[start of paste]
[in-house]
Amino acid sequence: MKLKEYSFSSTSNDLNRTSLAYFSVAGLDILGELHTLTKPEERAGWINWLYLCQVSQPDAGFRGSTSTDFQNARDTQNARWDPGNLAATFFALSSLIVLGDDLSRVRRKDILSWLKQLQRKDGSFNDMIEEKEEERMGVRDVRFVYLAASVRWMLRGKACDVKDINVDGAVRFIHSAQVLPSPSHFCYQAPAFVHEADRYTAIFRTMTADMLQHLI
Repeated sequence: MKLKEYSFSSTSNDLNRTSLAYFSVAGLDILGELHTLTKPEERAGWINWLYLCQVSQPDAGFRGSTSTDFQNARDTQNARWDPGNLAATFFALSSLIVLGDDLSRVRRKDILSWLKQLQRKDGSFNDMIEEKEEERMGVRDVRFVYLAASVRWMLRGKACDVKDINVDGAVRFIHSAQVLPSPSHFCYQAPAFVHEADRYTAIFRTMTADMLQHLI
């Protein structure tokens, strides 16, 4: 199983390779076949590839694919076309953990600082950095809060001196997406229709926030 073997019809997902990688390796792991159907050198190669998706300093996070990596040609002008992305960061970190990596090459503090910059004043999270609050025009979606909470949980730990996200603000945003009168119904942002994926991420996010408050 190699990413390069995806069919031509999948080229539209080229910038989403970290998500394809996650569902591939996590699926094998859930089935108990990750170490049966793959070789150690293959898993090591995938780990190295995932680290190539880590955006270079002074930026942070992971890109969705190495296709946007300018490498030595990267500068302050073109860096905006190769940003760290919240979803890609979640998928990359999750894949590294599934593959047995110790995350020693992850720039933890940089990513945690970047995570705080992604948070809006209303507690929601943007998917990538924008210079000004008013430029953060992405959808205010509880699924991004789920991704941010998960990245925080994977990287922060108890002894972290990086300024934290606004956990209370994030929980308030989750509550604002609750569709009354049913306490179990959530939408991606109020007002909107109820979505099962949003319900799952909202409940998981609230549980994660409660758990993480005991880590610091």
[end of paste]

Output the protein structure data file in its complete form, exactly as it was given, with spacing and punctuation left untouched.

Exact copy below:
[in-house]
Amino acid sequence: MKLKEYSFSSTSNDLNRTSLAYFSVAGLDILGELHTLTKPEERAGWINWLYLCQVSQPDAGFRGSTSTDFQNARDTQNARWDPGNLAATFFALSSLIVLGDDLSRVRRKDILSWLKQLQRKDGSFNDMIEEKEEERMGVRDVRFVYLAASVRWMLRGKACDVKDINVDGAVRFIHSAQVLPSPSHFCYQAPAFVHEADRYTAIFRTMTADMLQHLI
Repeated sequence: MKLKEYSFSSTSNDLNRTSLAYFSVAGLDILGELHTLTKPEERAGWINWLYLCQVSQPDAGFRGSTSTDFQNARDTQNARWDPGNLAATFFALSSLIVLGDDLSRVRRKDILSWLKQLQRKDGSFNDMIEEKEEERMGVRDVRFVYLAASVRWMLRGKACDVKDINVDGAVRFIHSAQVLPSPSHFCYQAPAFVHEADRYTAIFRTMTADMLQHLI
């Protein structure tokens, strides 16, 4: 199983390779076949590839694919076309953990600082950095809060001196997406229709926030 073997019809997902990688390796792991159907050198190669998706300093996070990596040609002008992305960061970190990596090459503090910059004043999270609050025009979606909470949980730990996200603000945003009168119904942002994926991420996010408050 190699990413390069995806069919031509999948080229539209080229910038989403970290998500394809996650569902591939996590699926094998859930089935108990990750170490049966793959070789150690293959898993090591995938780990190295995932680290190539880590955006270079002074930026942070992971890109969705190495296709946007300018490498030595990267500068302050073109860096905006190769940003760290919240979803890609979640998928990359999750894949590294599934593959047995110790995350020693992850720039933890940089990513945690970047995570705080992604948070809006209303507690929601943007998917990538924008210079000004008013430029953060992405959808205010509880699924991004789920991704941010998960990245925080994977990287922060108890002894972290990086300024934290606004956990209370994030929980308030989750509550604002609750569709009354049913306490179990959530939408991606109020007002909107109820979505099962949003319900799952909202409940998981609230549980994660409660758990993480005991880590610091």